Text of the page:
Workers in Greece continued their opposition to the government’s austerity programme
last week. Some 12,000 demonstrators marched through the streets of Athens
protesting against salary freezes, tax increases and reduced pensions. Schools were
shut, public transport was halted, flights at the and airport were cancelled and many
public services halted. The General Confederation of Workers in Greece released a
statement on the situation. It said "the workers are intensely and radically opposed to
the unfair, one-sided economic measures that greatly burden workers, pensioners and
the unemployed while leaving business owners, the rich and the powerful untouched."
( 0:46)

The European Trade Union Confederation is the organization which represents national
labour centrals at the European level. Its General –Secretary, John Monks, has a
message for European governments as they try to pull themselves out of the economic

(0:16) (Monk clip 1:05)

Europe’s other workers – the millions of migrant labourers – are also fighting back. Irma
Arkus reports

(0:08) (0:40)

(Migrants- China)

Of course there are migrant workers all over the world. Here is William Nee from the
China Labour Bulletin with a report on migration in the world’s largest and most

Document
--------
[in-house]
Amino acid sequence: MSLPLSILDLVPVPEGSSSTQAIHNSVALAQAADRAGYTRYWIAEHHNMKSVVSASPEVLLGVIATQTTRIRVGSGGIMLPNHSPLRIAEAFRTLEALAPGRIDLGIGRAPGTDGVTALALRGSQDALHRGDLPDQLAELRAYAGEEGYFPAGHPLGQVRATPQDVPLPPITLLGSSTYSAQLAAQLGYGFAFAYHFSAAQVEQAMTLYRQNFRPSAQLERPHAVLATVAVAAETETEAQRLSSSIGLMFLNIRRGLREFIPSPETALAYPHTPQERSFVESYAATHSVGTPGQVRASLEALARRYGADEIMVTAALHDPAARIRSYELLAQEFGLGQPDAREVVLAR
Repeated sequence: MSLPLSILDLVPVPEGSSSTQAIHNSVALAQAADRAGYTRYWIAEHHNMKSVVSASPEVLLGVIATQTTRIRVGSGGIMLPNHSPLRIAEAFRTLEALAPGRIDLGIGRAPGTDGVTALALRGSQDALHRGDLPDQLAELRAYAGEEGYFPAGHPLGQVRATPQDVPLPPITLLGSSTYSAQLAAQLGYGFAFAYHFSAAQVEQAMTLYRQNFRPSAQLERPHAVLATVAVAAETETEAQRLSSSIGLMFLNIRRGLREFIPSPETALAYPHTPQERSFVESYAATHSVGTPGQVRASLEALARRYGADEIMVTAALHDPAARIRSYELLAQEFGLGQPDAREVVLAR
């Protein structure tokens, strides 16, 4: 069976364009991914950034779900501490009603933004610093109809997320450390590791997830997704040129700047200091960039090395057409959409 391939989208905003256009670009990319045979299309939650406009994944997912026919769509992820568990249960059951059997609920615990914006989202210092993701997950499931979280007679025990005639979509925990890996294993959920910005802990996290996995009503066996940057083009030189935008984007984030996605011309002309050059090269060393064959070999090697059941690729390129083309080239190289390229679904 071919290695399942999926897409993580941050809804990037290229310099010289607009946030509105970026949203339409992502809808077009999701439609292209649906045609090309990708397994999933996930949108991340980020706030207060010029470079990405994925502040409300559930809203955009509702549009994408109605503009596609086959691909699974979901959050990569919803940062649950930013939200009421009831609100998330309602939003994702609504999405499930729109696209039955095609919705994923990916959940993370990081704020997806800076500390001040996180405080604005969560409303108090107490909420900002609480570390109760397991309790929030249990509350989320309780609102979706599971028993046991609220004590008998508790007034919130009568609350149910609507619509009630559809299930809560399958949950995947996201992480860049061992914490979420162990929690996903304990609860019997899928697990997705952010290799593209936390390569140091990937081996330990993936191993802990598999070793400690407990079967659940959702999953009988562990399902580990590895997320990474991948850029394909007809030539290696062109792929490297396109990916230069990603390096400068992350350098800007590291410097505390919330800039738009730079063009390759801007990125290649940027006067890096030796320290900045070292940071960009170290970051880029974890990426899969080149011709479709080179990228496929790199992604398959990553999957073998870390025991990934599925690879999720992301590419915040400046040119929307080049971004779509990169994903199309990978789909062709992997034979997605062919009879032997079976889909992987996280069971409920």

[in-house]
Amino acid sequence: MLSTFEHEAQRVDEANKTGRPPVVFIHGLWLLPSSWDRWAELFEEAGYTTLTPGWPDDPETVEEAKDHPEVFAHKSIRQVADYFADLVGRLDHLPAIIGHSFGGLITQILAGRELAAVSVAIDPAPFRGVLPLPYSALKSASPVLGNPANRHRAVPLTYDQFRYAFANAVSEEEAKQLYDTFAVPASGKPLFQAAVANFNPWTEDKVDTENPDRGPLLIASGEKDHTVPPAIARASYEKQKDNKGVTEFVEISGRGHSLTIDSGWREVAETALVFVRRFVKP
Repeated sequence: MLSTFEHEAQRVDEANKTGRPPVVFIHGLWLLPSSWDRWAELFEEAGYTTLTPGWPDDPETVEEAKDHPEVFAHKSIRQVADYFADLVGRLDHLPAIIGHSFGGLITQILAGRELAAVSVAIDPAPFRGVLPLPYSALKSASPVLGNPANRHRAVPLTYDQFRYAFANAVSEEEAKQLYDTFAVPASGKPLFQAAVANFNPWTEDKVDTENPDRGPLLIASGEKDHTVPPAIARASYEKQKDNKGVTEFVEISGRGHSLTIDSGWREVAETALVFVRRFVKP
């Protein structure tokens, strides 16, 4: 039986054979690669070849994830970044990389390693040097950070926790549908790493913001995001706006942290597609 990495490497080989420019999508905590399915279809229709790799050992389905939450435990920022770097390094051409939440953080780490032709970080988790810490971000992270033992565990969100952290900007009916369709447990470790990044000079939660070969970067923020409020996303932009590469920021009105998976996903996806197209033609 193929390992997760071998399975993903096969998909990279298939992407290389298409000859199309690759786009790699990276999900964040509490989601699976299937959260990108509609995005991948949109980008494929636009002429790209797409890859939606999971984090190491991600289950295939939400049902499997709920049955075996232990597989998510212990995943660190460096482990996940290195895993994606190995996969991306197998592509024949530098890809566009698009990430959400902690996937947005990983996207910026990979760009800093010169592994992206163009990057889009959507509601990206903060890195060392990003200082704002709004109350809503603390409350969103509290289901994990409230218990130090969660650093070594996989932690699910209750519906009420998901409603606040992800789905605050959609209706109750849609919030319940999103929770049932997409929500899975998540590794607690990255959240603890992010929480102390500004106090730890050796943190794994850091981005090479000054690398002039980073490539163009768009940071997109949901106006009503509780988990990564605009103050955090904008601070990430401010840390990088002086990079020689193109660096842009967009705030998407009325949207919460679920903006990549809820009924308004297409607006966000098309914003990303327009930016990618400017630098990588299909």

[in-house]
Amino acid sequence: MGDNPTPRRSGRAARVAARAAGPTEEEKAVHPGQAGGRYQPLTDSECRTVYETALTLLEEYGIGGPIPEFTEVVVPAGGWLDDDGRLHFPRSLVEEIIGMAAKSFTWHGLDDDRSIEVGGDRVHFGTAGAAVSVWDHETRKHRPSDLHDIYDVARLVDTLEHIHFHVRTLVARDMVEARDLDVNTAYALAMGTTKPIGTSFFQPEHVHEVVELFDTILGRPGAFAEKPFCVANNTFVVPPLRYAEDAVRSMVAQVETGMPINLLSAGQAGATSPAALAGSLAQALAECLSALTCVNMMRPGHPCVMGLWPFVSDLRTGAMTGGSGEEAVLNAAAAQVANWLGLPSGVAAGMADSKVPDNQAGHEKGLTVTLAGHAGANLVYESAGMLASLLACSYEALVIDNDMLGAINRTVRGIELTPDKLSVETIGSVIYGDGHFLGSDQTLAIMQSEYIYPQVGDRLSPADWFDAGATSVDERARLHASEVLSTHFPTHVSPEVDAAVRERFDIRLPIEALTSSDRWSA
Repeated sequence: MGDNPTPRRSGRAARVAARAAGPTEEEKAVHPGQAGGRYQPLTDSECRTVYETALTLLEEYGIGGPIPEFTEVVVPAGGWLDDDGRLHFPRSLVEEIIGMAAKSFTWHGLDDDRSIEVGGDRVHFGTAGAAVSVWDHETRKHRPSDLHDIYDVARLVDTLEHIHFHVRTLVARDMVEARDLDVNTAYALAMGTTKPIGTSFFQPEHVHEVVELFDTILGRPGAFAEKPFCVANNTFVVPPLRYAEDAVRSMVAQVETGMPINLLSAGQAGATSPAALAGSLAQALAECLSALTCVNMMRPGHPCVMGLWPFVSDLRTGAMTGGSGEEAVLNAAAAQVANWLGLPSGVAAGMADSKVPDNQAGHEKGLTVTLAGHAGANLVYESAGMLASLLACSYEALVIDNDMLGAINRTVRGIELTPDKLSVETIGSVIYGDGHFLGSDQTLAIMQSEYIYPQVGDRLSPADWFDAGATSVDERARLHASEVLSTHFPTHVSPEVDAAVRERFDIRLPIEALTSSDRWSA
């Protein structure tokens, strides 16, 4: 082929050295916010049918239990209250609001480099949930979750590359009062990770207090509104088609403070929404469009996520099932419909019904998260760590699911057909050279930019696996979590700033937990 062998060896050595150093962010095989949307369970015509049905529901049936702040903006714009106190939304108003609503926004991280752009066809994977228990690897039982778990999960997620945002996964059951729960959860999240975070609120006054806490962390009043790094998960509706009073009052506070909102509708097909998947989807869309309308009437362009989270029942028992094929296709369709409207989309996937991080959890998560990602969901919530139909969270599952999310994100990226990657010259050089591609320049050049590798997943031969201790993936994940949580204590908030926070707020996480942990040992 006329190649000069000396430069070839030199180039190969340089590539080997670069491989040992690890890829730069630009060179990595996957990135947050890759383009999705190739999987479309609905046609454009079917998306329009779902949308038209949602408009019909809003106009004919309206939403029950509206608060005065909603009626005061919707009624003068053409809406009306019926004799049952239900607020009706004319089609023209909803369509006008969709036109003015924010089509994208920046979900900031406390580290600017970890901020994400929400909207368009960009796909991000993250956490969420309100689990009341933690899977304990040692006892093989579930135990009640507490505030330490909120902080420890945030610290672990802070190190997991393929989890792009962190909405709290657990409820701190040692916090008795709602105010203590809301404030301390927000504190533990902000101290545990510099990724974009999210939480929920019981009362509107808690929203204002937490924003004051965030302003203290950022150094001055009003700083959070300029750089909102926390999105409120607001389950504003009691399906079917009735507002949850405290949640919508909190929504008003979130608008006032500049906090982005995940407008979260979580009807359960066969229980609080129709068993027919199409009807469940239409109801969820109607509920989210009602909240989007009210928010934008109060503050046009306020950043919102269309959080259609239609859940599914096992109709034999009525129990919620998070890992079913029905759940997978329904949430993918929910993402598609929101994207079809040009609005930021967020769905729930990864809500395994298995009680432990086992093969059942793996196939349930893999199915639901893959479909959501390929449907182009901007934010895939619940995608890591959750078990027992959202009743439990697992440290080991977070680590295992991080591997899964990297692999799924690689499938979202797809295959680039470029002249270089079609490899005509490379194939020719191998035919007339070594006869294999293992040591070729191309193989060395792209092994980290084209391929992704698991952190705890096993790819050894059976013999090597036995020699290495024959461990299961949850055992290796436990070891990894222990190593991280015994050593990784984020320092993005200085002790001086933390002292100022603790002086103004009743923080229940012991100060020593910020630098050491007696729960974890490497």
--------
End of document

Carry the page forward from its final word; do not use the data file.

populated country.

(0:12) (2:26)

The president of the plantation workers’ union in Zimbabwe is still in prison and its
general secretary is on the run. President Manjemanje Munyani was arrested two
weeks ago when security forces raided the union’s offices. General Secretary Gertrude
Hambira has fled to South Africa after discovering that the security forces were
searching for her. The union is an affiliate of the Building and Woodworkers’
International. BWI General-secretary Ambet Yuson has sent a letter to the president of
Zimbabwe demanding the release of Ms Munyani and an end to the harassment of Ms.
Hambiria. You can help these two women union leaders by visiting the BWI website
where you will find a letter that can be sent to the president of Zimbabwe, Robert
Mugabe. Remind him that the world is watching what happens to trade unionists in



The Trades Union Congress in the United Kingdom is urging South African President
Jacob Zuma not to argue for a lessening of sanctions against Zimbabwe. Mr Zuma was